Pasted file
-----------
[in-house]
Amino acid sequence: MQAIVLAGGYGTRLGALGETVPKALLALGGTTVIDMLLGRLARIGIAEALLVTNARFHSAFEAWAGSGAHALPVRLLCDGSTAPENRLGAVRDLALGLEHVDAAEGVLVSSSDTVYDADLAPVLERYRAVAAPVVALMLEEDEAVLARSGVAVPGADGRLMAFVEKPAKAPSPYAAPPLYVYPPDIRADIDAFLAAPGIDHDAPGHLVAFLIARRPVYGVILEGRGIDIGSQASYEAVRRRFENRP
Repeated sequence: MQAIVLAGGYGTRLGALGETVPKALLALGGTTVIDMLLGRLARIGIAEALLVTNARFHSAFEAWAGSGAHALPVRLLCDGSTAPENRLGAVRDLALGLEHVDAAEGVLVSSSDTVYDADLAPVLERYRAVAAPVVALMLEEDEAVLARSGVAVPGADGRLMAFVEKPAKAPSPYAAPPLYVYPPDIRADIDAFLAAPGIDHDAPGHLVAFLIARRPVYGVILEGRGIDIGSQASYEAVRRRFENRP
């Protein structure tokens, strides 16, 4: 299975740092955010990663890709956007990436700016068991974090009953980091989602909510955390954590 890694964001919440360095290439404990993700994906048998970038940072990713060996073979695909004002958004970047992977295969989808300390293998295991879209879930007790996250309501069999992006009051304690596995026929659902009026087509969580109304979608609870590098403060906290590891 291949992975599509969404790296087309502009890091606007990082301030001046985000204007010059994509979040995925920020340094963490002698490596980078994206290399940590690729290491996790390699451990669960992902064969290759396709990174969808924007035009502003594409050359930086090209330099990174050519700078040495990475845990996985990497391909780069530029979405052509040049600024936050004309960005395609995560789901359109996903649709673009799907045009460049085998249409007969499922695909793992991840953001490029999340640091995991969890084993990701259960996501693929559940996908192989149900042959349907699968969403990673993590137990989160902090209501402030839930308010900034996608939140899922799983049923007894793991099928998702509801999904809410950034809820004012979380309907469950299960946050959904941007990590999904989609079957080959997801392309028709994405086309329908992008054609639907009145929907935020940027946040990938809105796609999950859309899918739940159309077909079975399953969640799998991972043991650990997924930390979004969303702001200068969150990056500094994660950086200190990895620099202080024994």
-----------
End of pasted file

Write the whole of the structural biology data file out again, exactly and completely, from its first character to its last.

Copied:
[in-house]
Amino acid sequence: MQAIVLAGGYGTRLGALGETVPKALLALGGTTVIDMLLGRLARIGIAEALLVTNARFHSAFEAWAGSGAHALPVRLLCDGSTAPENRLGAVRDLALGLEHVDAAEGVLVSSSDTVYDADLAPVLERYRAVAAPVVALMLEEDEAVLARSGVAVPGADGRLMAFVEKPAKAPSPYAAPPLYVYPPDIRADIDAFLAAPGIDHDAPGHLVAFLIARRPVYGVILEGRGIDIGSQASYEAVRRRFENRP
Repeated sequence: MQAIVLAGGYGTRLGALGETVPKALLALGGTTVIDMLLGRLARIGIAEALLVTNARFHSAFEAWAGSGAHALPVRLLCDGSTAPENRLGAVRDLALGLEHVDAAEGVLVSSSDTVYDADLAPVLERYRAVAAPVVALMLEEDEAVLARSGVAVPGADGRLMAFVEKPAKAPSPYAAPPLYVYPPDIRADIDAFLAAPGIDHDAPGHLVAFLIARRPVYGVILEGRGIDIGSQASYEAVRRRFENRP
């Protein structure tokens, strides 16, 4: 299975740092955010990663890709956007990436700016068991974090009953980091989602909510955390954590 890694964001919440360095290439404990993700994906048998970038940072990713060996073979695909004002958004970047992977295969989808300390293998295991879209879930007790996250309501069999992006009051304690596995026929659902009026087509969580109304979608609870590098403060906290590891 291949992975599509969404790296087309502009890091606007990082301030001046985000204007010059994509979040995925920020340094963490002698490596980078994206290399940590690729290491996790390699451990669960992902064969290759396709990174969808924007035009502003594409050359930086090209330099990174050519700078040495990475845990996985990497391909780069530029979405052509040049600024936050004309960005395609995560789901359109996903649709673009799907045009460049085998249409007969499922695909793992991840953001490029999340640091995991969890084993990701259960996501693929559940996908192989149900042959349907699968969403990673993590137990989160902090209501402030839930308010900034996608939140899922799983049923007894793991099928998702509801999904809410950034809820004012979380309907469950299960946050959904941007990590999904989609079957080959997801392309028709994405086309329908992008054609639907009145929907935020940027946040990938809105796609999950859309899918739940159309077909079975399953969640799998991972043991650990997924930390979004969303702001200068969150990056500094994660950086200190990895620099202080024994």